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Howard Schwartzberg

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BUSINESS
April 14, 1987 | PAUL RICHTER, Times Staff Writer
Howard Schwartzberg has spent most of his 16 years as a federal bankruptcy judge in quiet White Plains, N.Y., overseeing the reorganization of small firms and arranging matters, he says, "so nice suburban couples could hang on to their homes." But Schwartzberg knew he was in for a change of pace Sunday morning when four attorneys for Texaco showed up beside the backyard deck of his Larchmont, N.Y., residence, where he was reading the newspaper.
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BUSINESS
April 14, 1987 | PAUL RICHTER, Times Staff Writer
Howard Schwartzberg has spent most of his 16 years as a federal bankruptcy judge in quiet White Plains, N.Y., overseeing the reorganization of small firms and arranging matters, he says, "so nice suburban couples could hang on to their homes." But Schwartzberg knew he was in for a change of pace Sunday morning when four attorneys for Texaco showed up beside the backyard deck of his Larchmont, N.Y., residence, where he was reading the newspaper.
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BUSINESS
April 24, 1987
U.S. Bankruptcy Judge Howard Schwartzberg signed an order in White Plains, N.Y., authorizing the two companies to pursue their historic $10.3-billion battle in Texas courts over the disputed purchase of Getty Oil Co. When Texaco filed for protection under Chapter 11 of the U.S. Bankruptcy Code on April 12, saying it was unable to reach agreement with Pennzoil, all litigation was immediately put on hold.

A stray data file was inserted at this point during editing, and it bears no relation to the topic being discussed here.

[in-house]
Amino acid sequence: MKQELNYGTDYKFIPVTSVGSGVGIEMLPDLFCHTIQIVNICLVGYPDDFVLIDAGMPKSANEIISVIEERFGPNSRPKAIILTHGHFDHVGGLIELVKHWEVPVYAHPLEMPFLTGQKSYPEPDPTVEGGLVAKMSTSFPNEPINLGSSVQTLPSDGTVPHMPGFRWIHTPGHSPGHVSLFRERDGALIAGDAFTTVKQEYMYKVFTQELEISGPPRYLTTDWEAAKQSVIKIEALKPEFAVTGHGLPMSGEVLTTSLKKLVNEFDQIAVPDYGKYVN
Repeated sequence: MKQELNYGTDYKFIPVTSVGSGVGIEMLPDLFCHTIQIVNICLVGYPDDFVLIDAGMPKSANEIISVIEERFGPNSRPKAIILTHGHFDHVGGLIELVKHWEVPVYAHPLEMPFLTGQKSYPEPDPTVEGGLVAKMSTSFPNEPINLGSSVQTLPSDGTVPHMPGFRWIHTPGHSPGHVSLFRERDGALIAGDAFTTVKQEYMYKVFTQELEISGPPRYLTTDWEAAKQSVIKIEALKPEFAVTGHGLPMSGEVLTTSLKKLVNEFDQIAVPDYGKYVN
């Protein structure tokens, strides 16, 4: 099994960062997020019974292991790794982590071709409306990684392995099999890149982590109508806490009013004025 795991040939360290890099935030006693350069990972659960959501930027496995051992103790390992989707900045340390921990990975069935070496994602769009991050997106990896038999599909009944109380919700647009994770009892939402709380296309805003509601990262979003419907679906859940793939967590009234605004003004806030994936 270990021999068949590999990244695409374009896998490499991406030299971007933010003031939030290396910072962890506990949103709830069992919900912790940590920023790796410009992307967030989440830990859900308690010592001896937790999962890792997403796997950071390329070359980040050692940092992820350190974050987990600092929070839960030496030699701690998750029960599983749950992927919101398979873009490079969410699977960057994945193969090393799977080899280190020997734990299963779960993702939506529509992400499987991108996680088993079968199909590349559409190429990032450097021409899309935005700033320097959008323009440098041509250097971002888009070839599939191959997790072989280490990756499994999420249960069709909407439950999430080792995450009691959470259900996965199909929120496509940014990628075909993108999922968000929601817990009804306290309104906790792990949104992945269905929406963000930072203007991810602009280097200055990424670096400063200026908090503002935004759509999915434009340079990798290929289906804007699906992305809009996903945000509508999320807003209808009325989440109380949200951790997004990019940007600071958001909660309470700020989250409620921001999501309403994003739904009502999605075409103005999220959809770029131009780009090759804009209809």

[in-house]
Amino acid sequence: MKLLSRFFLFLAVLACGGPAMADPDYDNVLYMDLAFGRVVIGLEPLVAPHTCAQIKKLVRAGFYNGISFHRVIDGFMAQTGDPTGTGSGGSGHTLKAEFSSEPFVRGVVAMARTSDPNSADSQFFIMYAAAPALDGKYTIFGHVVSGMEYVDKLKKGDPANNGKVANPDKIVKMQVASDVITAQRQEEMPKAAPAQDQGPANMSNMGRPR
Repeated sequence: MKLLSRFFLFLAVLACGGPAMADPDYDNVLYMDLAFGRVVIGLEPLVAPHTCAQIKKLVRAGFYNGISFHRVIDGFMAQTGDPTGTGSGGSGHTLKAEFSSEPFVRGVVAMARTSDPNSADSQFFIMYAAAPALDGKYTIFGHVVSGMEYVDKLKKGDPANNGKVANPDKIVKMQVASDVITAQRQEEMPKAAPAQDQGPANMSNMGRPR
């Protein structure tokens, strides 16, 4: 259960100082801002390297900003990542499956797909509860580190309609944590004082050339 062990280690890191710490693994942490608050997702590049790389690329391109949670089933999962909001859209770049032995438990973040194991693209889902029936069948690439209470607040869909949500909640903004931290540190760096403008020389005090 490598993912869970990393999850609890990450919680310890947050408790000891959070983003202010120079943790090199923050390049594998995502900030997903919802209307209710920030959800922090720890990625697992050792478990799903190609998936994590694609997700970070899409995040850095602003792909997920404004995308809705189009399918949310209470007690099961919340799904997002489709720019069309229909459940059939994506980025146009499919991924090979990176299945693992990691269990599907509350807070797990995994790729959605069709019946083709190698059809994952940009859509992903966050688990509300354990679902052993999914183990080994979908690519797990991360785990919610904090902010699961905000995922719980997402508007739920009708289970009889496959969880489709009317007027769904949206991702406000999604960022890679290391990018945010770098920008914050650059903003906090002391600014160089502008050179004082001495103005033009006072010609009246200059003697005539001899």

BUSINESS
July 16, 1987
Bankruptcy attorneys for the two oil companies met in closed session in White Plains, N.Y., concerning objections that Texaco has to language in a motion that Pennzoil is expected to make Friday, according to Bankruptcy Judge Howard Schwartzberg. The motion is to oppose Texaco's request for an extension in the time that it has to propose a plan of reorganization. In heavy trading on the New York Stock Exchange, meanwhile, Texaco shares closed at a 52-week high of $47.25, up $3.50.
NEWS
January 22, 1988 | United Press International
A federal bankruptcy judge today refused to allow Carl Icahn, Texaco Inc.'s largest shareholder, to submit his alternative bankruptcy reorganization plan to the oil giant's shareholders. Icahn, the chairman of Trans World Airlines, had proposed a plan that would have stripped the nation's third-largest oil company of its takeover defenses. Judge Howard Schwartzberg barred Icahn from filing his own plan after hearing testimony at a hearing in federal bankruptcy court Wednesday.
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